It’s been almost a year since Buffalo Bills safety Damar Hamlin suffered a cardiac arrest mid-game, and he’s opening up about his remarkable journey back to football and his effort to make the most of the terrifying incident.
As fans know all too well by now, in the first quarter of the Bills’ Week 17 game on Jan. 2, in an AFC playoff game against the Cincinnati Bengals, Hamlin tackled Bengals wide receiver Tee Higgins. Hamlin immediately collapsed in the process of standing back up, prompting the Bills’ assistant athletic trainer, Denny Kellington, to immediately begin performing cardiopulmonary resuscitation, or CPR, on Hamlin.
The 25-year-old was taken off the field by ambulance and went to UC Medical Center after receiving CPR and automated external defibrillation (AED), where he remained in critical condition for an extended amount of time. Per Hamlin’s uncle, Dorrian Glenn, the defensive back had to be resuscitated twice and was put on a ventilator to help with his breathing after sustaining damage to his lungs following the game tackle. It was later revealed that Hamlin went into cardiac arrest.
“Some people be treating me like I was Michael Jackson,” Hamilin tells GQ Sports director Sam Schube in the first in-depth interview since his NFL comeback. “Some people treat me like they seen a ghost.”
Four days after his cardiac arrest episode, Hamlin woke up and was able to communicate with family and teammates. One of the first questions Hamlin asked was if the Bills won the game.
Hamlin tells GQ Hype that he rarely discusses the specifics of the incident because he feels that his words have “a way of rippling outward, until what began as his story has been warped and transformed into something he doesn’t recognize.”
“At the end of the day, it’s like, people don’t even give you the space to process what you’re going through before they want to write you off as something,” he shares. “I don’t like dealing with people and their opinions of me. So I’d rather just keep focusing on what I’m focusing on in my day instead of worrying about what y’all want to hear about. It ain’t really hard to talk about. It’s just, this is my personal life. I’m still going through it. It is not like it’s 10 years from now and I’m reflecting. It ain’t even been 10 months yet.”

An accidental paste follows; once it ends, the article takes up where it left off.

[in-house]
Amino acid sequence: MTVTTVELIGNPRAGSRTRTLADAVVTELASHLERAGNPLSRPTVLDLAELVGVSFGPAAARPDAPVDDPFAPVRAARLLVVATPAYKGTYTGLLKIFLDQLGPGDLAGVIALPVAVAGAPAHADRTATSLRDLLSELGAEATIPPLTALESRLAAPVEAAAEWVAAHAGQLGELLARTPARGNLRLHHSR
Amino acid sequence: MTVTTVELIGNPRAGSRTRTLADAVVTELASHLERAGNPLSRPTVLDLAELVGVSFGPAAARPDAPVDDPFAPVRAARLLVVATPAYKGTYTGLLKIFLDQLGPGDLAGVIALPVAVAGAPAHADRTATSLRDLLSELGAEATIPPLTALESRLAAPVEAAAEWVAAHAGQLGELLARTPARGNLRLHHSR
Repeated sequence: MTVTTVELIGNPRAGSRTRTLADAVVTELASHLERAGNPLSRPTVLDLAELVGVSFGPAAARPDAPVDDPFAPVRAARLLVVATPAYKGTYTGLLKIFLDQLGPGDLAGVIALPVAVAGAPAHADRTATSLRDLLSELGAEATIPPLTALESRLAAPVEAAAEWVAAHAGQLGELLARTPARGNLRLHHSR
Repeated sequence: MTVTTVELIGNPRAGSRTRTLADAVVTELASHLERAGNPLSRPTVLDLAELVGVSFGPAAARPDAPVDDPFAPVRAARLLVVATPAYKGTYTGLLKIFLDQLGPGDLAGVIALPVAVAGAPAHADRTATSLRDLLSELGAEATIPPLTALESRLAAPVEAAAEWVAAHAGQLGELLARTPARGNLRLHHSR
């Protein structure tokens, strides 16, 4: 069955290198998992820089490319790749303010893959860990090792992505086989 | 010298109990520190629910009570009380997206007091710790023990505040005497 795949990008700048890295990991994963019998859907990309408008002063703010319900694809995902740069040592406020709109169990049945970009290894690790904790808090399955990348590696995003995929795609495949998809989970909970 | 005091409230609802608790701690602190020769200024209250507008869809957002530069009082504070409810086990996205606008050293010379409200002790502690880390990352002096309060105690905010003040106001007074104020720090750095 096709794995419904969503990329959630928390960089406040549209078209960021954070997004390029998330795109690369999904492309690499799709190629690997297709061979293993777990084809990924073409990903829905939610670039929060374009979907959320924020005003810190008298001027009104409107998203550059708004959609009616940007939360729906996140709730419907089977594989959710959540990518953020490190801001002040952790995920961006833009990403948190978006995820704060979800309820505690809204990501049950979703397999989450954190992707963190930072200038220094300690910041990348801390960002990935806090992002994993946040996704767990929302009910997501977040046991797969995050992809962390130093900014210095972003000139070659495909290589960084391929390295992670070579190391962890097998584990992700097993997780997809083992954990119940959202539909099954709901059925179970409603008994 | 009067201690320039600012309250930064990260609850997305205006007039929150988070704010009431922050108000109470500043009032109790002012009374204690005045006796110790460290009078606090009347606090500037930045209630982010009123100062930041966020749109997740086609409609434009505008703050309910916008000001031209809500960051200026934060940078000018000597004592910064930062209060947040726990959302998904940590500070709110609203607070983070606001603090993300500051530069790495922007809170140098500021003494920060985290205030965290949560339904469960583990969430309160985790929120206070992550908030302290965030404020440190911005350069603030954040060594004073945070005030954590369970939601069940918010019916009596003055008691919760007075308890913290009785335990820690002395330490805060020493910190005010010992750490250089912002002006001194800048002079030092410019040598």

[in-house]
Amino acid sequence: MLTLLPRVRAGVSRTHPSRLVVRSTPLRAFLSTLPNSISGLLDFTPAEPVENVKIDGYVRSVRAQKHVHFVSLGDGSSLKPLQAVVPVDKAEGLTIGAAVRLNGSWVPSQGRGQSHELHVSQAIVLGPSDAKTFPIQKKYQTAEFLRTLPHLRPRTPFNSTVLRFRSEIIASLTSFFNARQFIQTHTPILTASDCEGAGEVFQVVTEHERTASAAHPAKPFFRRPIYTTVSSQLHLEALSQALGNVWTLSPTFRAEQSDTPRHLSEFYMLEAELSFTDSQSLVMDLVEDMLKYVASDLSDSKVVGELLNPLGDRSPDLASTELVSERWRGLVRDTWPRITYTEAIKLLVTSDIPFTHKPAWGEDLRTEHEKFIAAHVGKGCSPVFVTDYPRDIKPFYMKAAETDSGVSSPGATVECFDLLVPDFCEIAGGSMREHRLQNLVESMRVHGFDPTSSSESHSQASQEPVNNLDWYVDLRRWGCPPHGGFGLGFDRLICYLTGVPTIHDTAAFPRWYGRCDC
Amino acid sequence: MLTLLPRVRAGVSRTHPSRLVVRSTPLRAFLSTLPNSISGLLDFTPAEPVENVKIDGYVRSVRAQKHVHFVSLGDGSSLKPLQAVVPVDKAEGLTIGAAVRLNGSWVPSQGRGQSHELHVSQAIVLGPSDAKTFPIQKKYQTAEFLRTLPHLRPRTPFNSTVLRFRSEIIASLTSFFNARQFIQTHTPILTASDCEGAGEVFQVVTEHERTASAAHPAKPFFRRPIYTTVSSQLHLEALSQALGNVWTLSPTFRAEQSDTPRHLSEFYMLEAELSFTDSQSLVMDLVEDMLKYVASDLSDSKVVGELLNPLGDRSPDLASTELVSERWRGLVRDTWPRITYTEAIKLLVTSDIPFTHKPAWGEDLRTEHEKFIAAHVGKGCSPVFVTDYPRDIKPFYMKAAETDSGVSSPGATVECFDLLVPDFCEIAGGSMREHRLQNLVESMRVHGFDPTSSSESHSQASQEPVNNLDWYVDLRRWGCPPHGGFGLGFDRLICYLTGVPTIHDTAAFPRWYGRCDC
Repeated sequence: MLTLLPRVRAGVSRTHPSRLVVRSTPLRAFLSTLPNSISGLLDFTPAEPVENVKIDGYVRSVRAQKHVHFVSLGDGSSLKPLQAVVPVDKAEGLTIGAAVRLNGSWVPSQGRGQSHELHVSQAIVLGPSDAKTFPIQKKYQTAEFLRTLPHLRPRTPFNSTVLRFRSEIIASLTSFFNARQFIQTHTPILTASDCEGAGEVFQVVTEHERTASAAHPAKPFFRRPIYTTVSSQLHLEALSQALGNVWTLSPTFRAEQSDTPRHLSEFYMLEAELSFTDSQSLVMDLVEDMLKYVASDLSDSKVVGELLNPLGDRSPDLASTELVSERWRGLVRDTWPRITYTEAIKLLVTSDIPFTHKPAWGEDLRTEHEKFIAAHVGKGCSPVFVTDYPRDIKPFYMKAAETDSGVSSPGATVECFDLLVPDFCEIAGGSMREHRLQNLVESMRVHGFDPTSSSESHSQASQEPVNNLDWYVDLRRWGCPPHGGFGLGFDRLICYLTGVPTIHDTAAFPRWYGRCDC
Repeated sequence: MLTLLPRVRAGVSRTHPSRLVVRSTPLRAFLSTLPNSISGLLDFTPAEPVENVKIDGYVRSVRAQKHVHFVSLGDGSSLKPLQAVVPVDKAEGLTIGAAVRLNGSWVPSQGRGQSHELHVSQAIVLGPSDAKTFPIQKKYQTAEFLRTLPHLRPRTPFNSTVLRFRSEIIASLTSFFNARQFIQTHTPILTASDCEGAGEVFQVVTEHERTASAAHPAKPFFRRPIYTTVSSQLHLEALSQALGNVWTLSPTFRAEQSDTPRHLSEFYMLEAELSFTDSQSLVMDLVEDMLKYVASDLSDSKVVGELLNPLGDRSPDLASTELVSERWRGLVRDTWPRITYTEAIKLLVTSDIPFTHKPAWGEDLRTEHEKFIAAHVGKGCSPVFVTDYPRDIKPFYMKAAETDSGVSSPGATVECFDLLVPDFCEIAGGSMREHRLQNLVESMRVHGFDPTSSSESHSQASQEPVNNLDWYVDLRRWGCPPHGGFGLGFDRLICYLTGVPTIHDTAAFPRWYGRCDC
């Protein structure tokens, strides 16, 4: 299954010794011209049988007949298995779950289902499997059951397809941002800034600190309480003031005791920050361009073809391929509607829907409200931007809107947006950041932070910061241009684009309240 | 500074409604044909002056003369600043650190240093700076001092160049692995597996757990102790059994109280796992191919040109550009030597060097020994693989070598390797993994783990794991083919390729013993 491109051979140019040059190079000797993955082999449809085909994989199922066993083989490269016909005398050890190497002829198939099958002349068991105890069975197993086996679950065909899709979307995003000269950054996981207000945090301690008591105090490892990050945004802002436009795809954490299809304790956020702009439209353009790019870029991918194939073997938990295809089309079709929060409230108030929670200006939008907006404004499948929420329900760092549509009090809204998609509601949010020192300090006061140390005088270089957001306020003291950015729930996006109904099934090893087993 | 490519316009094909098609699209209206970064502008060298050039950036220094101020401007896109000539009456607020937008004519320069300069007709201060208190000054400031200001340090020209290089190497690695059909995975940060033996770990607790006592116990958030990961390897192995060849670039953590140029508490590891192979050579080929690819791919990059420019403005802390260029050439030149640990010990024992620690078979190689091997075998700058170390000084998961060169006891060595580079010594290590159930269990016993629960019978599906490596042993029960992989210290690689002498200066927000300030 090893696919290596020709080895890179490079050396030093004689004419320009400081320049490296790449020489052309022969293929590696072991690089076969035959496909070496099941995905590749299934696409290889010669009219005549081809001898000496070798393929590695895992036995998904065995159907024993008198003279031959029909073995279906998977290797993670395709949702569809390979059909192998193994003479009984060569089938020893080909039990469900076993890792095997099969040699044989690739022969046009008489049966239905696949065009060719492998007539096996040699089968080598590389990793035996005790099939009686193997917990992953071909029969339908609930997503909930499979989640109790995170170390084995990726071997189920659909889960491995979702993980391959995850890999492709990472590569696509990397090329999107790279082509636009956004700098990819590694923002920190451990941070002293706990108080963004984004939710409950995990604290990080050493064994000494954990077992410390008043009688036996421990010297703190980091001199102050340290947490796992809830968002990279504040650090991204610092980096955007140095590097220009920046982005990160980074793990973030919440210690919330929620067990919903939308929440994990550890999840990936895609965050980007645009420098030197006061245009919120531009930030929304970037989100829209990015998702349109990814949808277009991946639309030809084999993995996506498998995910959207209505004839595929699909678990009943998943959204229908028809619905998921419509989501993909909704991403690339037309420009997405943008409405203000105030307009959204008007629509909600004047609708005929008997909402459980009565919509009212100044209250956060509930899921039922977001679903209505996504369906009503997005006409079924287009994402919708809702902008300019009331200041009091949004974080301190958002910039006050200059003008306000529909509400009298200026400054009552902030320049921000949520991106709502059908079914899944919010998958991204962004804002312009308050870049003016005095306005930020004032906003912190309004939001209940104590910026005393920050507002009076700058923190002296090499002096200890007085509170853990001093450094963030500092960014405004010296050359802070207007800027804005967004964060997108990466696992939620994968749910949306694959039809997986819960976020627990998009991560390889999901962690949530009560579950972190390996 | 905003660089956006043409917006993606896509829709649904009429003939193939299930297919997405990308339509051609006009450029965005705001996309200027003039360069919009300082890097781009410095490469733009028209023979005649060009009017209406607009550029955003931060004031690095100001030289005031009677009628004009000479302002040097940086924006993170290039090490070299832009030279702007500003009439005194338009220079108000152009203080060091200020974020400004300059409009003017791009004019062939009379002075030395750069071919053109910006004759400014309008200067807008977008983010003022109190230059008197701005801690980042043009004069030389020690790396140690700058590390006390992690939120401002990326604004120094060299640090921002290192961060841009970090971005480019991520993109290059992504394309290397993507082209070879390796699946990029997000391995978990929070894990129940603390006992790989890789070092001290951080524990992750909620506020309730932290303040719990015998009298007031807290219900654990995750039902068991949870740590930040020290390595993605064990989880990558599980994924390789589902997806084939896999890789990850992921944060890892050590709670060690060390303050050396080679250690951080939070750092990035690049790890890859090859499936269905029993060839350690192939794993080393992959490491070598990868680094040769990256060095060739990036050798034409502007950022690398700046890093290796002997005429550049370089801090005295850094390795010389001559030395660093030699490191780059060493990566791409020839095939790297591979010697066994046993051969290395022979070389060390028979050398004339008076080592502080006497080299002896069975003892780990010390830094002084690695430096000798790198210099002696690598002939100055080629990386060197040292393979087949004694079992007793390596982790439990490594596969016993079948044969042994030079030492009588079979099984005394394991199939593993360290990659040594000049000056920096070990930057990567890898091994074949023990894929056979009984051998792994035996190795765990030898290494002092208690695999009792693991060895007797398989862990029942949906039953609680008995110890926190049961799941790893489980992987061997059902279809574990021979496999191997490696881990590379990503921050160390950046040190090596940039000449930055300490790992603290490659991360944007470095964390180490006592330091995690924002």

A week after his collapse, Hamlin was transferred to a medical center in Buffalo, where he spent a few more days before being discharged “to continue his rehabilitation at home and with the Bills.”
In April 2023, he was “working out” with the team again, just three and a half months after the cardiac arrest. “He’s fully cleared,” Bills general manager Brandon Beane said then. “He’s in a great headspace to comeback and make his return.”
Three months later, Buffalo Bills head coach Sean McDermott announced that the safety will “be a full go” at the team’s St. John Fisher University training camp. The decision was one that Hamlin admits he wasn’t 100 percent certain about.
“I think even when I said I was coming back, I ain’t know if I still wanted to do it,” Hamlin confesses to GQ, adding that he was constantly battling the fear that he could collapse again.
“One in a million seems a lot bigger when it actually happens to you. I think I’ll probably have that with me forever, until I’m done playing,” he adds, sharing that he sees a team therapist and a personal trauma therapist to work his way through the challenges. “We all have negative feelings that come pas. Just don’t grab onto the negative ones.”
Despite that fear, Hamlin made his triumphant return to the gridiron in August 2023, seven months after going into cardiac arrest. The Buffalo Bills kicked off its preseason schedule against the visiting Indianapolis Colts, during which Hamlin made his first tackle in the first quarter. Then, midway through the first quarter, he made a critical tackle that forced the Colts to turn the ball over on downs.
In October, Hamlin took the field in a regular-season NFL game for the first time since the Jan. 2 incident. “I think it was more so about promising to myself than anything else, just showing myself that I have the courage, I have the strength, that I have the pride, everything, all those words, in me to be able to go through something traumatic and to be able to come back from it,” Hamlin said after the game, according to The Associated Press. “To be able to still do what I love at the highest level in the world is amazing.”
Speaking with GQ, Hamlin explains that his return to the field is purely fueled by a desire to stay in the game for himself. “I ain’t doing this s**t for nobody and I ain’t finna start. This is all me within myself, me living my life for what I want to do. I know what I stand for, and I know what I preach. And I know the magnitude of what happened and how many people was affected,” he declares. “But, at the end of the day, this is the choice I made for myself. I ain’t make this choice for nobody else. I understand what it means to the world, but this is a personal decision. I’m living my life.”